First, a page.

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Climate change probably making plankton mad

YOU don't want to make phytoplankton mad. These microscopic sea plants are at the bottom of the food chain in the waters that surround the Antarctic peninsula, and when they're unhappy, everything that depends on them suffers, including fish, penguins and possibly, eventually, people.

A new study published on Thursday in the journal Science indicates that some of these Antarctic phytoplankton have become increasingly grumpy over the past 30 years.

Like most plants, phytoplankton need food and sunlight to survive. For some that live off the west coast of the Antarctic peninsula, getting these essentials has been an increasing challenge, with a 12-percent decrease in phytoplankton populations seen in the last three decades.

United States researchers figured this out by looking at satellite data and tracking the amount of chlorophyll - a sign of phytoplankton photosynthesis - in the Southern Ocean off the Antarctic peninsula, a long tail of land that juts out from the main body of the continent.

This area is a good place to look for signs of climate change because it is warming faster than any other place on Earth in the winter.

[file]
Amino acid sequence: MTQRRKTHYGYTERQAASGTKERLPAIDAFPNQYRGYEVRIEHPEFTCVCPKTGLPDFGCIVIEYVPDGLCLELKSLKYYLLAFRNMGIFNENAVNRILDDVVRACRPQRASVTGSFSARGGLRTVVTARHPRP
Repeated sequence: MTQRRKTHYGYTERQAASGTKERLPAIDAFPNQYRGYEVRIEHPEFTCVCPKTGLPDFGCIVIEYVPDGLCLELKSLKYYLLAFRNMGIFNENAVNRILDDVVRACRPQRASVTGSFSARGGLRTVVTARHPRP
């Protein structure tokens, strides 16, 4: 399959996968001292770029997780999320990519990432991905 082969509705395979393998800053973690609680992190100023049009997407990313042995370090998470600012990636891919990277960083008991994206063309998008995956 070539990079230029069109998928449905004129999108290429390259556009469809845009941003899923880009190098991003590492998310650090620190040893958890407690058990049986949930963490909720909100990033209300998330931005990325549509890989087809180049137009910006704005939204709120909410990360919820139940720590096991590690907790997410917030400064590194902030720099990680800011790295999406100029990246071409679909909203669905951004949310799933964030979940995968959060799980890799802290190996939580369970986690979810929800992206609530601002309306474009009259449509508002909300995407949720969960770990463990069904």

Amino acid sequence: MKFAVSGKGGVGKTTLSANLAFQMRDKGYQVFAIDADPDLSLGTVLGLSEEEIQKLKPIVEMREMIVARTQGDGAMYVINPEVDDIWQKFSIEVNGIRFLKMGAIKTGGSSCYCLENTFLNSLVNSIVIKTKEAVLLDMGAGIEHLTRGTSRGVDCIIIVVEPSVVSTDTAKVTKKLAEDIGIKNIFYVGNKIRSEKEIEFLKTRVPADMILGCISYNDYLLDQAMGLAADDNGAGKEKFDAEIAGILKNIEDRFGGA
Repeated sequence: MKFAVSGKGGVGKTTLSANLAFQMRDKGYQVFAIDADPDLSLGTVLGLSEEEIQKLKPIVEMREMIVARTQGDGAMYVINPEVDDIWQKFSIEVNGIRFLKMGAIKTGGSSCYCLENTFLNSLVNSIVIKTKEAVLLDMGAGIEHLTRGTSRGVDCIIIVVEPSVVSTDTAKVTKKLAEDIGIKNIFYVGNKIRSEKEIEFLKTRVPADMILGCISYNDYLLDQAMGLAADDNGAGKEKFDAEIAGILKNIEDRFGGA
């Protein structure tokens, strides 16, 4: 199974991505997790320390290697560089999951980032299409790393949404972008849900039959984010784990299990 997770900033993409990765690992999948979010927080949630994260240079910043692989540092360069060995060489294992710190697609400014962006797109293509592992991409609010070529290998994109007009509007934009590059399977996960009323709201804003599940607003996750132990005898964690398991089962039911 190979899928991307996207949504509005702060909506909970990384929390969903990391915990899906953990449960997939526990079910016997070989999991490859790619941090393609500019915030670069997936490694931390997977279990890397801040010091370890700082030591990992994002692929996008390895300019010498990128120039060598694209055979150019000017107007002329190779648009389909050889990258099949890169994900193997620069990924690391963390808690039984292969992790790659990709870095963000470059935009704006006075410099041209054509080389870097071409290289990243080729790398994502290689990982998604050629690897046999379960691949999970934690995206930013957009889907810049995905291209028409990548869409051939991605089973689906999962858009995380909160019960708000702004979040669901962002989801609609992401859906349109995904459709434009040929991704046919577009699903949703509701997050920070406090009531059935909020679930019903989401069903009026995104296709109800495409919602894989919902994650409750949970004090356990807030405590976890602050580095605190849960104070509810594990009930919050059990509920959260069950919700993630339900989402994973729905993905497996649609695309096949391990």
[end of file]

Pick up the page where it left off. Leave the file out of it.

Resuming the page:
Phytoplankton are excellent markers for climate change because they respond quickly, sometimes in as little as a day, to varying environmental conditions, and because so much of the food chain relies on their survival.

Because atmospheric circulation patterns are shifting over the peninsula - probably due to climate change - there are now cloudy skies where there used to be sunshine and vice versa, said study co-author Martin Montes-Hugo. In the southern part of the peninsula, the clouds are decreasing and sunlight is melting the sea ice, freeing up more open water that sunlight can shine through, Montes-Hugo said by telephone.

In the northern part of the peninsula closer to the warm equator there are more clouds, and sea ice is even more reduced than in the south.


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